Is unplugging your Internet connection enough to hide from prying eyes? Certainly Not. Just because you’re offline doesn’t mean your computer or your Smartphone can’t be hacked. Chances are high that you are one of the owners of nearly 100,000 computers around the world in which the National Security Agency has implanted software that enables it to enter and alter data in computers even if they are not connected to the Internet. Dubbed Quantum, this secret technology relies on a covert channel of radio waves that can be broadcast from up to eight miles away and insert packets of data in milliseconds.
Here are 6 other noble ways that people with malicious intent can use to hack your computer and Smartphones even if they aren’t connected to the Internet.
Any operational device that is connected to a power line generates electromagnetic radiation that can be intercepted by proven technologies. These electromagnetic radiations could reveal sensitive information such as keystrokes.
“Data can be intercepted more easily if the target computer is connected to the power line. Voltage fluctuations that correspond to keystrokes create noise in the ground line. The ground line noise can be intercepted by a hacker connected to a nearby power socket. The price for the equipment with the effective range of 50 feet (15 meters) is $500.”
Key Logger Spying
A hacker could use your Smartphone to track what you are typing on the keyboard of your computer if your phone and PC are sitting just inches apart. According to computer scientists at Georgia Tech, the accelerometers in many Smartphones —the internal device that detects when and how the phone is tilted — could be used to decipher what you type into your PC keyboard — including passwords and e-mail content — with up to 80% accuracy.
“The technique depends on the person typing at their computer with their mobile phone on the desk nearby. The vibrations created by typing onto the computer keyboard can be detected by the accelerometer of the phone and translated by a program into readable sentences.”
According to researchers at Nanjing University in China, hackers can track the movements of millions of subway riders around the world with up to 92% accuracy by not using GPS but by breaking into Smartphone motion sensors.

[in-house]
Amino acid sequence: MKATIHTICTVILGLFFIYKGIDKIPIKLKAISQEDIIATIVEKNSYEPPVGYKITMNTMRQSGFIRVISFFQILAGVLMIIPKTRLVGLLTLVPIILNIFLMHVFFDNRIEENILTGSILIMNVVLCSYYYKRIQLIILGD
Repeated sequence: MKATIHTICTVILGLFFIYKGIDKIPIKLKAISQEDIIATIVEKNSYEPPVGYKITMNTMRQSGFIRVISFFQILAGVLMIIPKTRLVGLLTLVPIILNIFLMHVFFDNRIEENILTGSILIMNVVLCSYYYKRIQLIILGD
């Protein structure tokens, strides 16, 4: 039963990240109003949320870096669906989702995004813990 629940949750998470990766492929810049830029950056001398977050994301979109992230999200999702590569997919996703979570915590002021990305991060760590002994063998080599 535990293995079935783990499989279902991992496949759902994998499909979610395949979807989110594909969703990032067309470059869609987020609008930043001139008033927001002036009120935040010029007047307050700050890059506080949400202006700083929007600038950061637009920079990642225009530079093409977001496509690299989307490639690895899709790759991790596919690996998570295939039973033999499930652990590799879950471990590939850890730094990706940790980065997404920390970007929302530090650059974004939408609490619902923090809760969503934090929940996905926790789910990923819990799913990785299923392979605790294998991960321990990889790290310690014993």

“If a person takes the metro, a malicious application on her Smartphone can use the accelerometer readings to trace her, i.e., infer where she gets on and oﬀ the train. The cause is that metro trains run on tracks, making their motion patterns distinguishable from cars or buses running on ordinary roads… The running of a train between two neighboring stations produces a distinctive fingerprint in the readings of 3-axis accelerometer of the mobile device, leveraging which attackers can infer the riding trace of a passenger… The ability to track subway riders represents a significant cyber security threat to the tens of millions of people who use public transportation every day.”
If hackers can tap into an electrical socket near a computer or if they can draw a bead on the device with a laser, they can steal whatever is being typed into it. The equipment to carry out the power-line attack could cost as little as $500, and the laser attack gear costs about $100 if the attacker already owns a laptop with a sound card.
Researchers at Ben Gurion University in Israel have shown that it’s possible to rig up two-way communication with an air-gapped computer via heat exchange. By detecting the heat from one computer to an adjacent computer, it is possible to establish a channel that can facilitate the spread of keys, malicious code and any kind of data.
“BitWhisper provides a feasible covert channel, suitable for delivering command and control (C&C) messages, and leaking short chunks of sensitive data such as passwords.”
Hacking Though Steel Walls
As a doctoral student at Rensselaer Polytechnic Institute, Tristan Lawry developed and demonstrated an innovative new system in 2011 that uses ultrasound to simultaneously transmit large quantities of data and power wirelessly through thick metal walls, like the hulls of ships and submarines.
“Using the three main building blocks of electrical engineering — power, communications, and computing — Lawry has developed a system that can communicate through a thick metal wall without the need for a battery or any supplemental power source. This means sensors on the outer hull of submarines can be made to work with systems on the other side of the wall for many years without the need for human intervention.”